24-262 Stress Analysis Design Project

Spring 2012

Group 9:

Mike Pitz

Tim Kitka

How it Works:

Our structure was designed to be a large stationary truss with a lot of strength that allows a small moving contraption to reach the weight and lift it.  To get the strength we needed out of the flimsy aluminum strips, we bent all of the strips into a 90-degree angle lengthwise.  We then used these strips to create our main truss, which reached out to the weight (See Photo).  This truss had to stay sturdy under the force of the weight.  With the challenge of reaching the target weight accomplished, we next had to design a mechanism to lift the weight.  To do this we used a basic lever system in conjunction with the given motor.  With a hook under the weight, and a counterweight on the backside of the lever, we were able to maximize the limited amount of torque provide by the motor to lift the weight. Further breakdown of the lifting mechanism, along with the calculated lifted capacity can be found in the Performance section.

Performance:

For this project we recognized that the maximum torque of the motor, as well as the range of motion of the motor were not sufficient to meet the project requirements by itself.  To account for this we utilized the concepts of the mechanical advantage provided by a lever system.  The ideas behind our projected performance is as follows.

Torque:

With only 72 oz-in of torque provided by the motor, we came up with a design that used counterweights, along with the motor to supply the appropriate amount of torch to lift the 1lb weight. To do this we used moments about the point where the motor is connected.  With the target 1lb weight set 4 inches away from the motor, we calculated that a counterweight of  7 ounces set 9 inches from the motor would put the action arm in equilibrium about the motor shaft.  However, the motor shaft can also provide a moment, so we calculated that only a 4 ounce counterweight set at the same 9 inches would be necessary to lift the weight with respect to the torque proved by the motor.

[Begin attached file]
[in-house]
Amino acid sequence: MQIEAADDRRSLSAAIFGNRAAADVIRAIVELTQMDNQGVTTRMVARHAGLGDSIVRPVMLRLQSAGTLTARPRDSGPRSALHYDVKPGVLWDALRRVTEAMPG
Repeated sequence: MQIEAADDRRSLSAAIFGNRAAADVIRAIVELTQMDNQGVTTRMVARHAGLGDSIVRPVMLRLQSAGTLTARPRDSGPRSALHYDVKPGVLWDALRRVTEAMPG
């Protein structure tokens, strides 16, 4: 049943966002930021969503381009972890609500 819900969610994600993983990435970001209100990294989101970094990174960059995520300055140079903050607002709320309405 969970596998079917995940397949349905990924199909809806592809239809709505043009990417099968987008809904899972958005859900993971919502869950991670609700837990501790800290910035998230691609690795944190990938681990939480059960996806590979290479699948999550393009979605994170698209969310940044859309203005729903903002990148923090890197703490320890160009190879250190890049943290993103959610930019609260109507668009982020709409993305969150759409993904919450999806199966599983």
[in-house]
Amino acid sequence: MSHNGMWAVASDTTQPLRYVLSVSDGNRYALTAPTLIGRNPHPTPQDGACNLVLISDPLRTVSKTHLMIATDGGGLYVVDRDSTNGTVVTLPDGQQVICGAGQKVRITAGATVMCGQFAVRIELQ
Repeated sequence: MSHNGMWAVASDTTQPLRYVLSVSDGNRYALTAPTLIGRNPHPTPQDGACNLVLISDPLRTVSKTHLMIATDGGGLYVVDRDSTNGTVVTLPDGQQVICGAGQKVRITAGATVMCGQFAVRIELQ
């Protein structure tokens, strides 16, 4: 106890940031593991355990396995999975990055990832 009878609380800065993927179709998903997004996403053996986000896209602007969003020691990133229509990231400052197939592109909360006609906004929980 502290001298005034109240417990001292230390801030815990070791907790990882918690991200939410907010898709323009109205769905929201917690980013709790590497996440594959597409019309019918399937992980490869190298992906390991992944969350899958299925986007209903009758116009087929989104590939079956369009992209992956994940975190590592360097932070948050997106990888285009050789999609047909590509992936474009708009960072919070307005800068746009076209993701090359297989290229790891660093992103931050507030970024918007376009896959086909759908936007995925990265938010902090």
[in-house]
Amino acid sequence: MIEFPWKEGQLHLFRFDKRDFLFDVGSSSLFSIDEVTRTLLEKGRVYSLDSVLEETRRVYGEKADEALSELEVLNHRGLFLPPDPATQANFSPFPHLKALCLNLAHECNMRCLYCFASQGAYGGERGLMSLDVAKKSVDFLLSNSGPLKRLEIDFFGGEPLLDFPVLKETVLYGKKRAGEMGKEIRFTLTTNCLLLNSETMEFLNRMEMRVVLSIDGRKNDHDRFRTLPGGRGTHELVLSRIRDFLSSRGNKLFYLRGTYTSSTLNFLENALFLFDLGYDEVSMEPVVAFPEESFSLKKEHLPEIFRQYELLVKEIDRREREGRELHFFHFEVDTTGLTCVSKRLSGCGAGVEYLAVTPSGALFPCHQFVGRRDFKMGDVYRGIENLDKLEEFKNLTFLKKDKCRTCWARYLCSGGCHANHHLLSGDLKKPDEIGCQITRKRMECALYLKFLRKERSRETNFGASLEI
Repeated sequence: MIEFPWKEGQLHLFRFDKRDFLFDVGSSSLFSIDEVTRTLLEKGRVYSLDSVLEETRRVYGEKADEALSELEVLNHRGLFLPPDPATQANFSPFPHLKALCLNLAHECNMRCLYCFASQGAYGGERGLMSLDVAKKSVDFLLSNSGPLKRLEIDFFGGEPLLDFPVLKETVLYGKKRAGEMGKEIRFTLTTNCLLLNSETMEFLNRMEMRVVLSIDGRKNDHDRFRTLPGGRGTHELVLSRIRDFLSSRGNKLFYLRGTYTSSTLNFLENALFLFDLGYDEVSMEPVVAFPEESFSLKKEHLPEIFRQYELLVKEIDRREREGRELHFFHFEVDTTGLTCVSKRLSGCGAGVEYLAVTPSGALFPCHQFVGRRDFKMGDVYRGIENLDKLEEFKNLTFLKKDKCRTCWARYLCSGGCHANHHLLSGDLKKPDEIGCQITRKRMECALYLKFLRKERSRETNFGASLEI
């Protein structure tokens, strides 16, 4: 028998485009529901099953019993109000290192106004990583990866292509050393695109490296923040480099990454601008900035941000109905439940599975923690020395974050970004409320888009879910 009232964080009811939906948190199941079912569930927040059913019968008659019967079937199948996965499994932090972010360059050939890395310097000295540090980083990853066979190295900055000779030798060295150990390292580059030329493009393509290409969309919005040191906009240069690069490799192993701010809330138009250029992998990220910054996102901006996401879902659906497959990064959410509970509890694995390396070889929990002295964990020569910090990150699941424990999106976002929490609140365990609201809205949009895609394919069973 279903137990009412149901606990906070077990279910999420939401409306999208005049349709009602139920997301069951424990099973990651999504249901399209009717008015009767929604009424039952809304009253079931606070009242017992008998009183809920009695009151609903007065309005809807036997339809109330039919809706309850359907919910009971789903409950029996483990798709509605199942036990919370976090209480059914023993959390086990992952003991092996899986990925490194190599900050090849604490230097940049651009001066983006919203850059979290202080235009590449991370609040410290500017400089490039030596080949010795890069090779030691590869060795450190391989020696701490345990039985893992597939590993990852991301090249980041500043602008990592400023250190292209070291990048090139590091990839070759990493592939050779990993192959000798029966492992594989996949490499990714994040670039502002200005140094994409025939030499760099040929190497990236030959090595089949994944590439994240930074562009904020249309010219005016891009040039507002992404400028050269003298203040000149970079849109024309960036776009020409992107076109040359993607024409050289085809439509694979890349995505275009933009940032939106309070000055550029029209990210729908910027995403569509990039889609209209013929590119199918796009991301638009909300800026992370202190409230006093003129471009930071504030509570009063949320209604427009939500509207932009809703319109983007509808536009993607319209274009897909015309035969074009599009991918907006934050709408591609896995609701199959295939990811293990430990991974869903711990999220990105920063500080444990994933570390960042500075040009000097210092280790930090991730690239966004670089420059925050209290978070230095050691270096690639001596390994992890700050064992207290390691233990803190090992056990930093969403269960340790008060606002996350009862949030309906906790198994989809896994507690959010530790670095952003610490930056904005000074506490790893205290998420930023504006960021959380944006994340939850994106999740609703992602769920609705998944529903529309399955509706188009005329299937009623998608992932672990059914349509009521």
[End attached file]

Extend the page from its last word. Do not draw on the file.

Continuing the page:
Range of Motion:

With only 90 degrees of motion provide by the motor, our design utilizes yet another mechanical advantage provided by a lever mechanism.  This mechanical advantage is the amplification of motion by extending the motion arm radius.  While the motor only moves 90 degrees, by extending the motor wheel radius from ½ inch, which yields about 0.71 inches of motion, to 4 inches, which yields 5.66 inches of motion, we gained enough motion to fulfill the project requirement.

What part of your contraption is most interesting and original?

I think that our hooking mechanism was the most original design on our mechanism. Most other people used a simple bar with a notch cut out of it to grab the bar protruding from the weight. What we did was bend a piece of circular aluminum into a hook that allowed us to gain a little over a half inch when the arm was in its full upright position. This was wobbly on our second design review; however we were able to add screws in the side of the lever arm that solidified the hook in its “groove.”

What part are we most proud of?

What we were most proud of in our design was the very small defection that the truss as a whole experienced. Our design weighed in at 20 oz exactly and was extremely sturdy. We built the truss in a three-piece design and then were able to connect the three to make a very sturdy structure. This design included a base, a horizontal section, and then the final truss that placed our lever arm near the weight, we then added a support bar the stretched from the base to the truss section that added a significant amount of support. We were able to put the entire thing together in a very clean fashion, with no open “squares” in our trusses that would have taken away from the strength of the design.